Importantly, your personal brand also contributes to your company’s over-arching corporate brand. After all, customers are attracted to products or services promoted by the corporate brand but they transact with you, the individual. In most cases, especially in a competitive environment, the personal brand of the individual they deal with during the sales or service process will determine whether or not they return for future transactions.

Arguably, it’s more important for small businesses – like an optical practice – to employ staff with positive, aligned personal brands than it is for large corporations to do so. That’s because in a small business, customers are likely to deal with the same staff members or proprietors time and time again. The personal skills, expertise, sales abilities and one-on-one qualities of those few people will contribute to the company brand and build customer loyalty.

Where to Start

Your personal brand is communicated at every level – from the clothes you wear and the way you carry yourself, to the work you do, the leisure activities you engage in and the way you interact with people -personally, professionally and on-line.

If you’re out to build and promote your personal brand quickly, there is no doubt that social media is the most effective, cost efficient strategy to achieve your objective.

Create a Consistent Brand

Stop for a while and think about who you are as a person, and how you like your friends, colleagues, customers and suppliers to perceive you. This is the essence of your personal brand and it’s what you need to promote consistently in all of your personal and public interactions.

Importantly too, is the need to come up with one name that you can use on all of your social media sites so that your would be followers can easily find you. This sounds simple but it can be complex. For example, you may choose to use your legal name, but find that while its available on Facebook, its already taken on Flickr… by a 16 year old drug addled wanna-be rock star… not the personal brand you want to communicate to prospective eye care professionals or customers.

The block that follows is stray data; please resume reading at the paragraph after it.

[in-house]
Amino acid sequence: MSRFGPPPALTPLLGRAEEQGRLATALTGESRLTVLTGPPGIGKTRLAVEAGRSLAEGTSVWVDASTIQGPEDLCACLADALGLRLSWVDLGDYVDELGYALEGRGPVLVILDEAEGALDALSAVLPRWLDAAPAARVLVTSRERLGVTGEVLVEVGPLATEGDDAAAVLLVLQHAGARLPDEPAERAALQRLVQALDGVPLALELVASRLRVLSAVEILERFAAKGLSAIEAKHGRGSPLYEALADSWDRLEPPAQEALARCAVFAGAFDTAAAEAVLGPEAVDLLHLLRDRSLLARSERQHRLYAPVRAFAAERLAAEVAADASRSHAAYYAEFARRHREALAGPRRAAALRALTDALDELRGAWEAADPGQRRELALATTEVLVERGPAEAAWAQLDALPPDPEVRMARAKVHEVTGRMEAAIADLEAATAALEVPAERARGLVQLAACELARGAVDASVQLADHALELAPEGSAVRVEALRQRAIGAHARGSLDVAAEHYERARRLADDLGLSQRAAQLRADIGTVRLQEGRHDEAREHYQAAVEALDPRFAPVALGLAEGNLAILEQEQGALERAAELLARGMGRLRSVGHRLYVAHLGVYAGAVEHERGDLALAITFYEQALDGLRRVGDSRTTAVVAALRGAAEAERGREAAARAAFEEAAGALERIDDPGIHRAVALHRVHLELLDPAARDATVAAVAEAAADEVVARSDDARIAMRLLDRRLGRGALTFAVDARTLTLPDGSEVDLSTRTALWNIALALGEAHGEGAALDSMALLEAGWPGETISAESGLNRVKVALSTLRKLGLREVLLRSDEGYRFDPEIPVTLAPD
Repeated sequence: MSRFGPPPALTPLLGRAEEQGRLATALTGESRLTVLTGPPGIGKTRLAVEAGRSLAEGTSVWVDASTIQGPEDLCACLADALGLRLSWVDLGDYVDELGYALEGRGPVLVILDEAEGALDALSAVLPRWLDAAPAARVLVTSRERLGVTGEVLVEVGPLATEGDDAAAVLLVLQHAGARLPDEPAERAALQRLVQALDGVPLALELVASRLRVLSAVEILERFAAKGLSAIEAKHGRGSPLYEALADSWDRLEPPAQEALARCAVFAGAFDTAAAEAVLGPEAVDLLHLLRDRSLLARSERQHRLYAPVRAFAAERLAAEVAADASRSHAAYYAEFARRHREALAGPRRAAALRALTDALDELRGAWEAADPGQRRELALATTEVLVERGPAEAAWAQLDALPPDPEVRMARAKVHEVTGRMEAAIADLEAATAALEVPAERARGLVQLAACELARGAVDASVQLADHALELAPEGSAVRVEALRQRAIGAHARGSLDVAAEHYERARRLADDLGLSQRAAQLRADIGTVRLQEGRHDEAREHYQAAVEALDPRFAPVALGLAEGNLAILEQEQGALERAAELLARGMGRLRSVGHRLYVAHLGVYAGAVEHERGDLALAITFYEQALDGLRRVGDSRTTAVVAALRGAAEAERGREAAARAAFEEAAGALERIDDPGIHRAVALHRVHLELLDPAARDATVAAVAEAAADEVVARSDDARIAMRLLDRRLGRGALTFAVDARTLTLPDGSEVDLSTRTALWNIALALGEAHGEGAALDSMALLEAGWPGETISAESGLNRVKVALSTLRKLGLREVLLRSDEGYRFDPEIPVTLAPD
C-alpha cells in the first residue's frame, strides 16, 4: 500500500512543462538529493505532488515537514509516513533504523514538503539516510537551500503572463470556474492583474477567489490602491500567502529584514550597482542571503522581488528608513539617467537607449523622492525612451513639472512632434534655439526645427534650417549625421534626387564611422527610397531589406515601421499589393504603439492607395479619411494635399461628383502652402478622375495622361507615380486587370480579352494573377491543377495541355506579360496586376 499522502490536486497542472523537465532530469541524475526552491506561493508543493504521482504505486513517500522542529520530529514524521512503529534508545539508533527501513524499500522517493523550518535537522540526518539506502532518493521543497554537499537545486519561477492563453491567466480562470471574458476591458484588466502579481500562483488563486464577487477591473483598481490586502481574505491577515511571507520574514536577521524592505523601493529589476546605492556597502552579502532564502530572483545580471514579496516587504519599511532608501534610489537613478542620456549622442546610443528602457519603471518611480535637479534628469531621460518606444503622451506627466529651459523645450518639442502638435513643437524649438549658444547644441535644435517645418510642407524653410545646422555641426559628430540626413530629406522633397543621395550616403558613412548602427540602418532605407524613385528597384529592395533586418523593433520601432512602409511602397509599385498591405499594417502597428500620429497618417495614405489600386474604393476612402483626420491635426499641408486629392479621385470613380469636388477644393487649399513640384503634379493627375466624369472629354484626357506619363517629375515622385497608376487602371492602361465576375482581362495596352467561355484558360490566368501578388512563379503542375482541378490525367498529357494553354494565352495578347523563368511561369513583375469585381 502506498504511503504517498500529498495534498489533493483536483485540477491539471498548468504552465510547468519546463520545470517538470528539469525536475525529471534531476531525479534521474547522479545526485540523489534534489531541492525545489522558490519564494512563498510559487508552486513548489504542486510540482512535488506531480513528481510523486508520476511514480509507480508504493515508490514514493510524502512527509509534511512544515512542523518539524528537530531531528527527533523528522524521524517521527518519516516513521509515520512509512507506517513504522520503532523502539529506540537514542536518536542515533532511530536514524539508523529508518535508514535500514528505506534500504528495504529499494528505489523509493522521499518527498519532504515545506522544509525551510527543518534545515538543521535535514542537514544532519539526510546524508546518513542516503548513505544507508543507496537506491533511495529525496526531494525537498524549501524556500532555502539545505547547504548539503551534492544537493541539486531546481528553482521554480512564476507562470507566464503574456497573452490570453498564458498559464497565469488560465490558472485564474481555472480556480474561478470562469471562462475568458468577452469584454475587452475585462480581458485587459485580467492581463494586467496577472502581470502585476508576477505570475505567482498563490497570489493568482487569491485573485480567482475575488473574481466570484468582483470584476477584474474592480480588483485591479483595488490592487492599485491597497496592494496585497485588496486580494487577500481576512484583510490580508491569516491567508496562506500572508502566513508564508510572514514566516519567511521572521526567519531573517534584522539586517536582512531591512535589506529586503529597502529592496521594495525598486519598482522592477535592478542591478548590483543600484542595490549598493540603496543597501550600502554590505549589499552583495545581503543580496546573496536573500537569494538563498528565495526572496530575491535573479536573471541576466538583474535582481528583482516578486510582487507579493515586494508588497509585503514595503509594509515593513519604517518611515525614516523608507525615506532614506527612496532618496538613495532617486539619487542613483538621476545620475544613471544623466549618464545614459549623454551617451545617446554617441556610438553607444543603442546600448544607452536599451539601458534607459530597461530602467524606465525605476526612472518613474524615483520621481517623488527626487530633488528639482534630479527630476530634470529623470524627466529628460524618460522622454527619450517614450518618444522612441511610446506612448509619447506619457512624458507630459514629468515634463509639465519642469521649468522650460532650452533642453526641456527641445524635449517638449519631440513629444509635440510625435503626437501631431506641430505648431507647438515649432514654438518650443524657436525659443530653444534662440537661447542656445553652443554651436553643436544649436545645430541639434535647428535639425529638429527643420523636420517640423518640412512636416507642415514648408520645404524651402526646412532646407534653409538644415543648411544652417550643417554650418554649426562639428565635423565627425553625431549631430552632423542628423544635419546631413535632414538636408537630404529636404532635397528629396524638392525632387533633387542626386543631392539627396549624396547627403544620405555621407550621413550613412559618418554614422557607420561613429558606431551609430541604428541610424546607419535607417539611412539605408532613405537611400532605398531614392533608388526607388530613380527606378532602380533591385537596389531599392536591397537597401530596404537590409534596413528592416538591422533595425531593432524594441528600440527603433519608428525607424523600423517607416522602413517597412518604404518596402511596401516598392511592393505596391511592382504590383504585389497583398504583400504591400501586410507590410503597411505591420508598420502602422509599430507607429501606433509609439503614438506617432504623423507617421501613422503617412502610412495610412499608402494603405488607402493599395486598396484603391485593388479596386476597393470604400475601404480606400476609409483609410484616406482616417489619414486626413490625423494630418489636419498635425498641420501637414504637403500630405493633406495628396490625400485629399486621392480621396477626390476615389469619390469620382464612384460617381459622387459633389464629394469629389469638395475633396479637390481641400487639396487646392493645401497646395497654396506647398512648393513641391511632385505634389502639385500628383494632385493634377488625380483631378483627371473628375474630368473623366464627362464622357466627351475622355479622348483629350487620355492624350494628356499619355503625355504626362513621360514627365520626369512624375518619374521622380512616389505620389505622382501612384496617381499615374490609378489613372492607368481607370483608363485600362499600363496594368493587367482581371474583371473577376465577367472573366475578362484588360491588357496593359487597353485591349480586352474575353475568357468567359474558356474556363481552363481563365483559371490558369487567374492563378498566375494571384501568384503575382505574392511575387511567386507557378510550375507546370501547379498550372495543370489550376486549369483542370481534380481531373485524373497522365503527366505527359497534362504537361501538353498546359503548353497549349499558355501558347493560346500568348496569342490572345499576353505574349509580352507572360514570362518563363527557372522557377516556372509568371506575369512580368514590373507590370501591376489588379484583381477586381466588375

If you plan to create a profile on several websites, knowem.com is a good place
to check out the availability of your chosen name.

Build your profile

It’s all very well to create a Facebook page or a Twitter account, but unless you’ve got people regularly visiting your sites, no one will get to know you. The answer is to actively build a network of ‘friends’ or ‘followers’. To do this, you’ll need to participate on other people’s sites. Look at the social media pages of your colleagues, friends, suppliers and customers. Make intelligent comments on the issues they’ve brought to light, contribute to discussions. Pretty soon, people visiting the pages you’re contributing to will click through to yours. Then, they’ll begin to learn more about you.

Relevance Rules

Whatever you do, however you choose to do it, ensure the content you upload to social media sites is relevant and interesting. Once again, think first about the personal brand you aim to promote and then about the content your colleagues, customers, friends and suppliers most want to read. Be original and concise. Don’t post when your angry, tired or inebriated! And importantly, encourage feedback – start a conversation that will inspire others to join in… help people get to know the you that you want them to know.